Each partner is liable for all of the business’s debts and obligations, even those incurred by one partner without the knowledge or authorization of other partners. If one partner is sued then the other partners in the business are equally responsible for any financial judgment imposed by a court.

Unlike a corporation, which is considered an entity on its own, partners are liable personally for any debts to the business. Partners are responsible for each of the other partner’s actions. Each partner is deemed to know any information that has been given to another partner. Therefore partners must be able to trust each other to reveal all pertinent information.

If there is no agreement in place, the business is dissolved upon the death or withdrawal of any partner or the acceptance of a new partner. An agreement may be entered into with clauses therein which provide that the surviving partners may purchase the interests of the deceased or withdrawing partner. See below for more information about these agreements.

Profits must be shared by all partners equally unless an agreement is in place to provide different percentages for different partners who invest more or less into the business.

If a partner, without the consent of the other partners, carries on a business of the same nature and he or she is competing with that of the partnership, the partner must account for and pay over to the firm all profits made by the partner in that business.

A partnership is a relationship between persons who are carrying on business in common with a view to a profit, whether or not the partners term their common business a partnership. Evidence of a partnership includes joint tenancy, sharing of gross returns and receipt of a share of profits. Relationships that were not intended to be partnerships may later be deemed as such and therefore you should be careful to clearly define your business relationships.

Purchase Partnership Registration


What are the Advantages of a Limited Partnership

Limited partners in a limited partnership are not liable for acts of the firm. If a limited partner can be shown to have taken part in the management of the business he or she may be deemed a general partner and would then lose his or her liability protection.


What are the Disadvantages of a Limited Partnership

Limited partnerships must comply with the regulatory requirements of the Limited Partnership Acts in the province or territory where the limited partnership was formed and as such must provide certain notices to the government and maintain certain records. A limited partner does not have any right to take part in management and therefore that person has little control over his or her investment in the business. It is more expensive to register a this type of business.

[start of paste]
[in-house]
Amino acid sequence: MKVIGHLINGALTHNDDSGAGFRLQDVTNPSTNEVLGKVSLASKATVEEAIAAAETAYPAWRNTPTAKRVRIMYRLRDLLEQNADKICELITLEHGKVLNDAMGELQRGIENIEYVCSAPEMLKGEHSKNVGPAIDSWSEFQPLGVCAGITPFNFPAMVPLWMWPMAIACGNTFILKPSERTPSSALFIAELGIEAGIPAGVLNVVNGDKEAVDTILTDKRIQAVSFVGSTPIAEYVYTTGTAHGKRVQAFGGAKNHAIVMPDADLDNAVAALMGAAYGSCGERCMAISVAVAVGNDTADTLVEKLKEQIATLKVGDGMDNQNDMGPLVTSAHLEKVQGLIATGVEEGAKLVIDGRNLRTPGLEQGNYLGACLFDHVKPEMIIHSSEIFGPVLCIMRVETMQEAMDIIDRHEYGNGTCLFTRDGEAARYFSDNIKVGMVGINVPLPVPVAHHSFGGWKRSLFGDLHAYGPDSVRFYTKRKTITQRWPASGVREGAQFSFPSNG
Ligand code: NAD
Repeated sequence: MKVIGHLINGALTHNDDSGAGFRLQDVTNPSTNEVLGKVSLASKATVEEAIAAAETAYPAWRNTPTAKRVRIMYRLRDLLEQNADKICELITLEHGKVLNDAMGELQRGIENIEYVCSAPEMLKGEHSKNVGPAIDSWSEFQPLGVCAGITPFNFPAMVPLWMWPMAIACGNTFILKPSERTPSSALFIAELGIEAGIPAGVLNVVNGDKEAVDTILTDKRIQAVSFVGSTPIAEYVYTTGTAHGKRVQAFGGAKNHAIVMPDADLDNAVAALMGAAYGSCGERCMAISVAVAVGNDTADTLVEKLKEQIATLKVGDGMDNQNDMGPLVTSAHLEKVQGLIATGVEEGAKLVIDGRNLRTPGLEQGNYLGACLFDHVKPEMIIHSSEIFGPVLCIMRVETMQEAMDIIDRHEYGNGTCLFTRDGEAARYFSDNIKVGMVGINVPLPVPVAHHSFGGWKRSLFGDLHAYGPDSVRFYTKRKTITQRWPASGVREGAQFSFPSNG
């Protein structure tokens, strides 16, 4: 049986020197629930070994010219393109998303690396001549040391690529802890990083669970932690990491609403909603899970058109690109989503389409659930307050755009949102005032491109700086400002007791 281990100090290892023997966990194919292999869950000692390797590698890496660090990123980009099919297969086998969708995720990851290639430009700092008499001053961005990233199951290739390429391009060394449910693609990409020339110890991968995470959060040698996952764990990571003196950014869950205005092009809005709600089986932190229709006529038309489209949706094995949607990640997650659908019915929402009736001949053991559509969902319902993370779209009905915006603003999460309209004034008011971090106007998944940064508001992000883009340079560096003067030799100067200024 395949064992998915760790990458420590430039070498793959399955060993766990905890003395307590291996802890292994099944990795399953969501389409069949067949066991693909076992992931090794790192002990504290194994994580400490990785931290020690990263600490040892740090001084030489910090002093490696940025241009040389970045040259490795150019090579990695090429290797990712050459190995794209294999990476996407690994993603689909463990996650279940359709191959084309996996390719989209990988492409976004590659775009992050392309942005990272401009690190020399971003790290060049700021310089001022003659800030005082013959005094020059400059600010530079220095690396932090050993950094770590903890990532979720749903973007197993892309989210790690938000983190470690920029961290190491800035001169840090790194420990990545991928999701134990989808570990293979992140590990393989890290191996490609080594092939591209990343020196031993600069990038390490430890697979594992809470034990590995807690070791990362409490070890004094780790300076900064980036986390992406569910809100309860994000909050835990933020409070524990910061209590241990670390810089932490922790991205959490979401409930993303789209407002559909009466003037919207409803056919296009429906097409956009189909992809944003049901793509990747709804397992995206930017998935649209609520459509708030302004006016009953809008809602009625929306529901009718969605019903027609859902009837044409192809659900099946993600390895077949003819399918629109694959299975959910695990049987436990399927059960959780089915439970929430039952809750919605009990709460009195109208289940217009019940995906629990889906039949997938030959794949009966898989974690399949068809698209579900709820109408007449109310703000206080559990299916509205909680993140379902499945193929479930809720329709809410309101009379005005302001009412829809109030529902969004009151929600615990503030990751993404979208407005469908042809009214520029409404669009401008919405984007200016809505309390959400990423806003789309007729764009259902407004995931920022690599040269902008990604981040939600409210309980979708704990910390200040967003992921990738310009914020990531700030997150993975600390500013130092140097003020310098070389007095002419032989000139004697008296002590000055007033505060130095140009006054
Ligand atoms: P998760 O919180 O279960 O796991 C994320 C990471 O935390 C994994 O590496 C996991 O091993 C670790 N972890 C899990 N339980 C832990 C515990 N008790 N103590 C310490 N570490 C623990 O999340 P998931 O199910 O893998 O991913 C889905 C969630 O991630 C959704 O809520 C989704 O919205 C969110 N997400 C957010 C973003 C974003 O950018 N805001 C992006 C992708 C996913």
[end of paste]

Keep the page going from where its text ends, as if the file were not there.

Should I Have a Partnership Agreement

Yes, you should have a partnership agreement. When one partner decides to leave a partnership the partnership is automatically dissolved unless a partnership agreement has been signed saying otherwise. If the business is viable the remaining partners might not wish to dissolve the business. Also, in cases of disputes, it is a good idea to have some clauses in your partnership agreement to cover possible situations that may arise. If you do not have an agreement in place then the Partnership Act of the particular province or territory in which the partnership was formed must be followed and in most cases the statute remedies are narrow. No matter how long you have known the person whom you decide to go into partnership with, including your spouse, you should still form an agreement.


Registration Requirements

The registrations usually have an expiry date which can be three to five years.  You will need to take note of this after registration because the government will not remind you of the renewal date.

Some provinces will also have a requirement of yearly annual return filings.  These are filings required by the Companies Branches rather than the tax department.  These annual returns must be filed or the partnership will be dissolved.

Do I Need a Solicitor to Prepare the Agreement

Yes, your best option would be to have a partnership agreement drafted by a solicitor and each party to the agreement should have independent counsel.

This is to ensure that each party is protected from any changes occurring in the business such as a death, resignation, sickness, disagreements, etc. and also to determine in writing how the financial aspects of the business will be managed. Without a well drafted agreement you could be opening yourself up to a problem in the future which could cost you a loss of income if you have not provided for a agreement with proper provisions.

Independent advice is especially important since a solicitor will look at the agreement from your personal view and insist on adding clauses to protect you in the future for any number of situations occurring.